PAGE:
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Question: Critically analyse the poem ''Johannesburg'' by Lesego Rampolokeng Johannesburg my city Paved with judas gold Deceptions and lies Dreams come here to die Traffic flows in the sick 5 Vein of life as we tick With the eternal time bomb Of our own extinction We walk of uncertainty Swaggering to disguise 10 Our staggering heart-treads We’re all recession whipped Into the repression machine Mirrored in the glass towers The green pastures of wealth 15 Are vaults of death Nothing is secure Neither politics nor prayer Can guarantee the future Jo’burg my city 20 Here our birth is a lie We just rush to die Without living Just existing To keep the money belt spinning 25 Only the wise come out winning & the rest Feet first As pawns of evil hand or ogre eye Or else 30 On the fringe Of our own insanity by looking at the imagery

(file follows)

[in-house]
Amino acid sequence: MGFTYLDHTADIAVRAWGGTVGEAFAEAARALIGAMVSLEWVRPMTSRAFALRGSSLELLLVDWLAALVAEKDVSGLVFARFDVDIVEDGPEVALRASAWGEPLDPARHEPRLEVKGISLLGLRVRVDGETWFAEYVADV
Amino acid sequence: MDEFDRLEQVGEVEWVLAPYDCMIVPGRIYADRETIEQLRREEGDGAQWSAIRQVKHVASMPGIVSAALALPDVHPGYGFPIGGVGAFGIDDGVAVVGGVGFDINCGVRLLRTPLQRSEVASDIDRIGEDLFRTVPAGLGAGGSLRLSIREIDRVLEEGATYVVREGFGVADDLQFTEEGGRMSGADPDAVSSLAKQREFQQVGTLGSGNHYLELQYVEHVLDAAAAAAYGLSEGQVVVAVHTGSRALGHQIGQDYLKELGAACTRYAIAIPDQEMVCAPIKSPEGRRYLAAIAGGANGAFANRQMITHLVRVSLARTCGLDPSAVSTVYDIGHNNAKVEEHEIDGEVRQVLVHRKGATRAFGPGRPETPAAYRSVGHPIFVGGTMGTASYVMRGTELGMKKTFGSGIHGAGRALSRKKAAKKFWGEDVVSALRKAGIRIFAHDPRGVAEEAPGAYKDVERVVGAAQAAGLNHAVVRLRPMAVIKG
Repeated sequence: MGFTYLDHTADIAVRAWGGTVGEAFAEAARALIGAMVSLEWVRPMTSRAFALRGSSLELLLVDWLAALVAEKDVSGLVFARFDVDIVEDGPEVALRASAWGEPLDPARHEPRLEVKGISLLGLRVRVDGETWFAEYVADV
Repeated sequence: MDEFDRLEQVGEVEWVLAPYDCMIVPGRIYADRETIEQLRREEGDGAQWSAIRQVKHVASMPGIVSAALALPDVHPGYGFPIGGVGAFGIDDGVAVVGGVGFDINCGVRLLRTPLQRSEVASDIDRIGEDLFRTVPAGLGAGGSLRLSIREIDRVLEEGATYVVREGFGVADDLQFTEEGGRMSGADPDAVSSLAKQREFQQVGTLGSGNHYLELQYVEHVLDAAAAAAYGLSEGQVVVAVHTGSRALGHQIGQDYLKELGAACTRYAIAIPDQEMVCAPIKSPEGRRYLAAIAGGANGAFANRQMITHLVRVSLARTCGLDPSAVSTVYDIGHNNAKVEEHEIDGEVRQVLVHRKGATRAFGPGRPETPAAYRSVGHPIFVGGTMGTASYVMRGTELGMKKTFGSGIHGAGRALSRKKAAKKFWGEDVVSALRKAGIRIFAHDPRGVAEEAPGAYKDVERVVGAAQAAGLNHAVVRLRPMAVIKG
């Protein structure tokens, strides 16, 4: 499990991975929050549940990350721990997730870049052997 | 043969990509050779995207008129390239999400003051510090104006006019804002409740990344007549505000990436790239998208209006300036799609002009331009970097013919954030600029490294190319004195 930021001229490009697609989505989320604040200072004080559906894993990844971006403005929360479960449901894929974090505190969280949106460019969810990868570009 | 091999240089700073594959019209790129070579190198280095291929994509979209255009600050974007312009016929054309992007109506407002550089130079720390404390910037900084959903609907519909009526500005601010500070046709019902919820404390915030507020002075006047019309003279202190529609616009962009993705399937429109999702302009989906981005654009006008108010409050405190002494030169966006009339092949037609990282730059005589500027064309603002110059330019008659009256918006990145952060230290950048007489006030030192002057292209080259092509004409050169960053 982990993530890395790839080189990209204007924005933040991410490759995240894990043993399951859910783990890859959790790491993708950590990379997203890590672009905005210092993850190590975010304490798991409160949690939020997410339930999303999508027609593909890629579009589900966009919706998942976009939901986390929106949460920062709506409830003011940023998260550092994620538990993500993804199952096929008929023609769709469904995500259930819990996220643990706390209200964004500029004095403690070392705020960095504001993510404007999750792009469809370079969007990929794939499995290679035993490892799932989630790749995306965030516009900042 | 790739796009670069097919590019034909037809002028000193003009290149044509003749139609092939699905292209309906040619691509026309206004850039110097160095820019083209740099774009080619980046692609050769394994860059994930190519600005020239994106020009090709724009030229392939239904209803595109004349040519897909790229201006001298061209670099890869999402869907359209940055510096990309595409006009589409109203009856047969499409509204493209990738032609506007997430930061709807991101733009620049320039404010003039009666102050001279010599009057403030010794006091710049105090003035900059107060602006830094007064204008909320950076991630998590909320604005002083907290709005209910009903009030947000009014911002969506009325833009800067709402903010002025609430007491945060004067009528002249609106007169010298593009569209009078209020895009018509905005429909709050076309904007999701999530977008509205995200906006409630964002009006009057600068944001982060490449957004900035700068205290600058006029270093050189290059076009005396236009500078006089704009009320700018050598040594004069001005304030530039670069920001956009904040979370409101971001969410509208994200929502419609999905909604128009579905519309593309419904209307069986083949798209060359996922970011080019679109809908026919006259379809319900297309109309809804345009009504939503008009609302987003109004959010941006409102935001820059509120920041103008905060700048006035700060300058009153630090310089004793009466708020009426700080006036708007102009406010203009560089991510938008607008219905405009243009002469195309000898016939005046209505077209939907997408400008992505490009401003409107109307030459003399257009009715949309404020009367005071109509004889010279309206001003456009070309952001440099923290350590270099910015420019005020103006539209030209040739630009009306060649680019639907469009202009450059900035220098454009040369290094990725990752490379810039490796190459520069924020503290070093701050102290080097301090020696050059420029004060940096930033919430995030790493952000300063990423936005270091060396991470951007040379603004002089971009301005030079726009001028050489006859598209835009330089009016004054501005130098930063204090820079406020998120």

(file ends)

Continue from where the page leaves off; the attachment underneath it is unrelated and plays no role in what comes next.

"Johannesburg" by Lesego Rampolokeng is a powerful and evocative poem that reflects on the harsh realities of life in the city of Johannesburg. The poem uses striking imagery and conveys emotional depth to effectively capture the essence of a complex urban environment. The opening lines of the poem introduce the city as a deceptive and treacherous place in which dreams come to die. This is exemplified by the image of Judas gold, a reference to the biblical figure who betrayed Jesus for monetary gain, which in turn represents the city's deceptive nature. The phrase "dreams come here to die" paints a vivid picture of despair and disillusionment, suggesting that the city crushes the dreams and aspirations of those who come seeking a better life. The imagery used to describe the traffic in the city in lines 5-8 functions to convey a sense of chaos and disorder. The speaker likens the city's traffic to a "sick vein of life," creating a metaphorical connection between the city's hectic streets and the arteries that supply blood to human bodies. The mention of an "eternal time bomb" in these lines further highlights the constant danger and uncertain nature of life in Johannesburg. Lines 9-13 use imagery to portray a sense of powerlessness and loss of control among the city's inhabitants. The phrase "swaggering to disguise our staggering heart-treads" showcases a dichotomy between appearances and reality; while people may portray an image of strength and confidence, they are ultimately struggling to survive. The metaphor of being "recession whipped" strengthens this image, as it implies that external forces, such as financial hardships, create a perpetual cycle of suffering. Lines 14-18 paint a bleak picture of the disparity between the wealthy and the impoverished in the city by comparing the high-rise glass towers to "vaults of death." This imagery starkly contrasts the "green pastures of wealth" with the harsh realities of life for those who do not possess such riches. The notion that "nothing is secure" highlights the ongoing instability and uncertainty of life in Johannesburg. The speaker's relationship with the city becomes clearer in lines 19-27, where the inevitability of death is outlined. The phrase "our birth is a lie" signifies that life in Johannesburg is filled with unfulfilled promises, ironically asserting that the city's inhabitants are born only to die. The incessant drive to survive and maintain the "money belt spinning" illustrates the materialistic pursuit that dominates the lives of those living in the city. In the concluding lines of the poem, the speaker emphasizes the underlying theme of disempowerment and oppression. The mention of "pawns of evil hand or ogre eye" suggests that individuals in the city are controlled by unseen and malevolent forces. Lastly, the "fringe of our own insanity" either implies that the struggles of living in Johannesburg can bring a person to the brink of madness or underlines the way society accepts and perpetuates the injustices and chaos of the city. In conclusion, the poem employs vivid imagery and emotive language to powerfully convey the complexity, disillusionment, and desolation of life in Johannesburg. The striking depictions of mundane elements, such as traffic and cityscape, merge with darker themes of death, despair, and inequality to create a moving and provocative exploration of an urban environment beset by struggles and hardships.
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